When we enter that URL in our browser, we can get access to the console of the testvm1 instance:

openstack_console

Stop a virtual machine on the OpenStack environment

When we want to stop one of the instances running on the compute environment, we can simply shut down the instance via the console of SSH but when the guest is hanging, we can stop it via our controller:

Start a virtual machine on the OpenStack environment

To restart the instance, we can do this in a similar way:

Delete a virtual machine on the OpenStack environment

Once you no longer need a certain VM on the compute node, we can simply delete it:

Get more information about an instance running on the OpenStack environment:

To know where a certain instance is running when you have multiple compute nodes or to simply get more specifications or information about it:

 Remove a compute node from the OpenStack environment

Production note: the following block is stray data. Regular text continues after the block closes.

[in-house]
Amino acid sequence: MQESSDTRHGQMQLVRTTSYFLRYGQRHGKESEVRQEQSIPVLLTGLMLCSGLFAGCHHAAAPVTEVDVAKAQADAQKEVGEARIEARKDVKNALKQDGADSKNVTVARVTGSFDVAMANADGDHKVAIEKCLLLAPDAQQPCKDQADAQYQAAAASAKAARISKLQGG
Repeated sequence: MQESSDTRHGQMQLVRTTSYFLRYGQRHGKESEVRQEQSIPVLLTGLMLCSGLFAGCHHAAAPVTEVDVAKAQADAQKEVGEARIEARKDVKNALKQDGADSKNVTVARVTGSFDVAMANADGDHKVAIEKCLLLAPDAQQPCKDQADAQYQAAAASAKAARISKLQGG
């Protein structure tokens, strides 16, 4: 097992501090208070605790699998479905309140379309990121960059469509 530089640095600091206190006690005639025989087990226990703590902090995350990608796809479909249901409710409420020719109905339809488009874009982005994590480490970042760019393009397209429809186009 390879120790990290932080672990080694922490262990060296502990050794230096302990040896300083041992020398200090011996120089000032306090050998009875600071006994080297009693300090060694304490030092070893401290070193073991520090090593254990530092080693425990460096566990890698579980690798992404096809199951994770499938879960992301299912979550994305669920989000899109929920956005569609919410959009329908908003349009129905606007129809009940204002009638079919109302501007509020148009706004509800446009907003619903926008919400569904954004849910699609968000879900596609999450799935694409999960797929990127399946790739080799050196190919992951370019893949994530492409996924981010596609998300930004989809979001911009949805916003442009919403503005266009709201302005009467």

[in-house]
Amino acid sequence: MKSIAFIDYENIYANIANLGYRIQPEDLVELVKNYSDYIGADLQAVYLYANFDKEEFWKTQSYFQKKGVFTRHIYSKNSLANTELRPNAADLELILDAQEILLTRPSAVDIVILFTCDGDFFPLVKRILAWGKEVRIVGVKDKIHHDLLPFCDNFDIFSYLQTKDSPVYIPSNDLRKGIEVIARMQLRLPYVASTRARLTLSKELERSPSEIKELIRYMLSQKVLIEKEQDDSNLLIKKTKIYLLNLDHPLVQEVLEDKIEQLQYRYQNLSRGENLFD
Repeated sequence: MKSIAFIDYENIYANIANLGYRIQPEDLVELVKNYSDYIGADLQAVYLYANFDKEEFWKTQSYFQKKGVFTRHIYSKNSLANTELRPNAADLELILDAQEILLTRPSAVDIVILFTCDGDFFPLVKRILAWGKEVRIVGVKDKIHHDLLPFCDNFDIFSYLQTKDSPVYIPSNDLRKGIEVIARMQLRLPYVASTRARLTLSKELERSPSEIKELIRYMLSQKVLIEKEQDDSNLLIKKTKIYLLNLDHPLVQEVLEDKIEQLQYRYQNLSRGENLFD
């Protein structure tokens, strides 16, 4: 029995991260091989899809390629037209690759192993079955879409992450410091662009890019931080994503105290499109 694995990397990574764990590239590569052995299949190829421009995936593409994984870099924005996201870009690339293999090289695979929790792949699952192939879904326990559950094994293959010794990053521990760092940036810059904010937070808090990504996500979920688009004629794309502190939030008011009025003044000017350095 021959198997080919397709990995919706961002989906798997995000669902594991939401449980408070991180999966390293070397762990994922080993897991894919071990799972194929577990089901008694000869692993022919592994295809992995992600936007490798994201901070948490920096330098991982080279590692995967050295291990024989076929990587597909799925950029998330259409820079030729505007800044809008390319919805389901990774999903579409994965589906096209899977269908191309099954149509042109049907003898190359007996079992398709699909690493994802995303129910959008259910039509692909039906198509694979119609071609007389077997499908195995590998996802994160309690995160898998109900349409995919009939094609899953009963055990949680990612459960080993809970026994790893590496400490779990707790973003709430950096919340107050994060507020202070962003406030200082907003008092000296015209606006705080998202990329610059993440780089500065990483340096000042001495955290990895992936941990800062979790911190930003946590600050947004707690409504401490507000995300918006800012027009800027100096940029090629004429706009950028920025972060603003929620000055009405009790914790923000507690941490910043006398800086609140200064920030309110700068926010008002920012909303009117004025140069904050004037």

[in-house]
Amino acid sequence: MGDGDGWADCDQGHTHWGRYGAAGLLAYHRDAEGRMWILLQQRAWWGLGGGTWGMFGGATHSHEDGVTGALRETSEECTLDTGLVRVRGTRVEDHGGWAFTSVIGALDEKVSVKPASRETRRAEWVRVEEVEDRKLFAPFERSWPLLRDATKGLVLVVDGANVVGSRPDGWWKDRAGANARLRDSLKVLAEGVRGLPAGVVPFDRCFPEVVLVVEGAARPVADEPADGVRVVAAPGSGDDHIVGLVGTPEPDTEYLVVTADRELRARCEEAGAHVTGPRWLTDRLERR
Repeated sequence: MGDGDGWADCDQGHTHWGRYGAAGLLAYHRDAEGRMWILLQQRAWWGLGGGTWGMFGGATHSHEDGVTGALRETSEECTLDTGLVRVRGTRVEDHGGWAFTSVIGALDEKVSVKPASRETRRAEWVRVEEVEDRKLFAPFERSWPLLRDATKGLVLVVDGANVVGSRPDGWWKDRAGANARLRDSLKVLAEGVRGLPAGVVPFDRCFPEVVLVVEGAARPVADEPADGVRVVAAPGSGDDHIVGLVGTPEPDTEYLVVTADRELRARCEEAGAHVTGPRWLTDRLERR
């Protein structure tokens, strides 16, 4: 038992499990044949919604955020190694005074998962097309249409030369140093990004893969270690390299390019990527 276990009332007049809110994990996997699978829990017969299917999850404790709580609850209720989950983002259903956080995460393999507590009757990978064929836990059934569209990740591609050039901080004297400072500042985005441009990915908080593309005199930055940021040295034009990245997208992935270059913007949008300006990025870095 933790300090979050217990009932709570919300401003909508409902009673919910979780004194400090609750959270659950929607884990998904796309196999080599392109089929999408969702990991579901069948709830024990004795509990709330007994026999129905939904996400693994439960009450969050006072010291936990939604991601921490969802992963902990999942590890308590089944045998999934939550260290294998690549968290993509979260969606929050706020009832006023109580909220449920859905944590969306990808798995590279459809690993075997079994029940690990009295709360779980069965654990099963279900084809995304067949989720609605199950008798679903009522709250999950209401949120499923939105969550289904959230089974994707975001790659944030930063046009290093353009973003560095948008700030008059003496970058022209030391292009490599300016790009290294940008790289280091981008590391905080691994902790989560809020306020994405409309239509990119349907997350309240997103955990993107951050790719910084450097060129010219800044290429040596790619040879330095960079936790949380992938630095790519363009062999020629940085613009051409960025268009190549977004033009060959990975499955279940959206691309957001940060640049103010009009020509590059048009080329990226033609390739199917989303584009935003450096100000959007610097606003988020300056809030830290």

To add another node to our environment, for example testvm103, we just need to follow the same instructions as provided to add the first compute nide, testvm102.

To remove a node which is added, we need to do this as follows.

First let’s check which nodes are known to our OpenStack setup:

Let’s say that we no longer want to use testvm103, then we can delete it by remove it’s references in our database. To me this looks a little weird and it’s probably a part which isn’t completely finished in the OpenStack release used for this post (IceHouse).

After executing the above queries om our DB, this is the result: